"I think he's great at what he does. I think he tends to smother who he's working with. But I can't complain. My only complaint is that my version could have shown up somewhere. It's much more rap-hip-hoppy. It's real tiny. More emotional, not as linear. They could have complimented each other very well."
Something which the media has immediately jumped on is the number of producers this album contains. Sherwood (Ministry, Cabaret Voltaire, Depeche Mode, KMFDM, On-U Sound Label artists), John Fryer (Love &Rockets, He Said, Wire, Cocteau Twins), Keith LeBlanc (Tackhead, Fats Comet, Barmy Army, Maffia), and Flood (Nitzer Ebb, Depeche Mode, Erasure, Crime & the City Solution) all have resumes longer than the list of reporters who have asked Reznor if he ever had any bad relationships. Yet, he originally only wanted Flood to produce.
"I liked Flood because he's the opposite of Sherwood. He's very transparent. You don't say, "Hey, that sounds like Flood." Unfortunately, his schedule was messed up by Depeche Mode. So I called up Fryer instead. I didn't intend it to be this way. The album itself was supposed to be only Flood. I wasn't into some of the mixing Fryer was into, so I went into the studio with Keith LeBlanc in New York to add yet another studio and sound to the list. Consequently, I had the task of trying to fit that into some sort of cohesive mix of songs, fading them in and out, putting material in between them, which took a long time. Flood couldn't believe it when he heard it. So, mission accomplished."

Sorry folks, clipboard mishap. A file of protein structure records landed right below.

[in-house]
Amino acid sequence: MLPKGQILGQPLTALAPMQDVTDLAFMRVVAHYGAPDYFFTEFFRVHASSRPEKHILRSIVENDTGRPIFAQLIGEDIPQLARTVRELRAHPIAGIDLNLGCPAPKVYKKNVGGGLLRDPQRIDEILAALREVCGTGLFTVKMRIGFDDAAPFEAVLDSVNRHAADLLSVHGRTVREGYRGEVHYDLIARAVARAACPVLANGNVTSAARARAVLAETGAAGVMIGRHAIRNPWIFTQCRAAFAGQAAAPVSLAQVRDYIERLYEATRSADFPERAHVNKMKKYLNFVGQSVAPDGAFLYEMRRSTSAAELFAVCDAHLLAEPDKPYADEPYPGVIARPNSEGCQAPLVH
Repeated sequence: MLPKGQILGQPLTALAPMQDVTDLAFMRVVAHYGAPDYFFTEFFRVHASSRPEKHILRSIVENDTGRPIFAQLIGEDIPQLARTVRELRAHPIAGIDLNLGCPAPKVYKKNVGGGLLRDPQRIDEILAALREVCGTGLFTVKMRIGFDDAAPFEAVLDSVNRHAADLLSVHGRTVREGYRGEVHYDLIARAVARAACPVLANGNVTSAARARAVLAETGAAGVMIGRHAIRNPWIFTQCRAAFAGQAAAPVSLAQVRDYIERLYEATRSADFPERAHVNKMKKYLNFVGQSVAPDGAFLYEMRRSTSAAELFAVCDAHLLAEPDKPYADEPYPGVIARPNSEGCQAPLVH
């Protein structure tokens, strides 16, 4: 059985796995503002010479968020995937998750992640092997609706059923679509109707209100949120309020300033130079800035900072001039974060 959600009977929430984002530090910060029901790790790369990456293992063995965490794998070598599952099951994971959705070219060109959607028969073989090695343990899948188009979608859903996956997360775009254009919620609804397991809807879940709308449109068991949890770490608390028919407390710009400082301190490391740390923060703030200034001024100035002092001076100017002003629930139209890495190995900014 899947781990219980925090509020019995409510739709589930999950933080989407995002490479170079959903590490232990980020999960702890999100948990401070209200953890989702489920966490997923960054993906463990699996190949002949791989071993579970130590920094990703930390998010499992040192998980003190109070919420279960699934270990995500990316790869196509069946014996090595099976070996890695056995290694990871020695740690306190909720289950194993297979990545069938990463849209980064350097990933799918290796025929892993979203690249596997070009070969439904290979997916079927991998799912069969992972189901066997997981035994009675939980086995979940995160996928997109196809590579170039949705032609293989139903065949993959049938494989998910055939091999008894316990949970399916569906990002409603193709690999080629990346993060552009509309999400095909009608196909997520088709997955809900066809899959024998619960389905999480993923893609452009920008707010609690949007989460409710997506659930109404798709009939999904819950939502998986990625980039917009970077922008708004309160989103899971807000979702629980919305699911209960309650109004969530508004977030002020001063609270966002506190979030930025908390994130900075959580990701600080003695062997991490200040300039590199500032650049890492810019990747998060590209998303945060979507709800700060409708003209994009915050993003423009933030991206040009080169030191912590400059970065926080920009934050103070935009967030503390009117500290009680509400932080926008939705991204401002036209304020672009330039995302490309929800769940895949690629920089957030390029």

"Flood is the type of producer who says, "Well, I don't care about the status of the band I'm working with. I don't care about money," which is cool because we didn't have a huge budget to work with. We became good friends and we're going to do the next record together, tentatively next summer."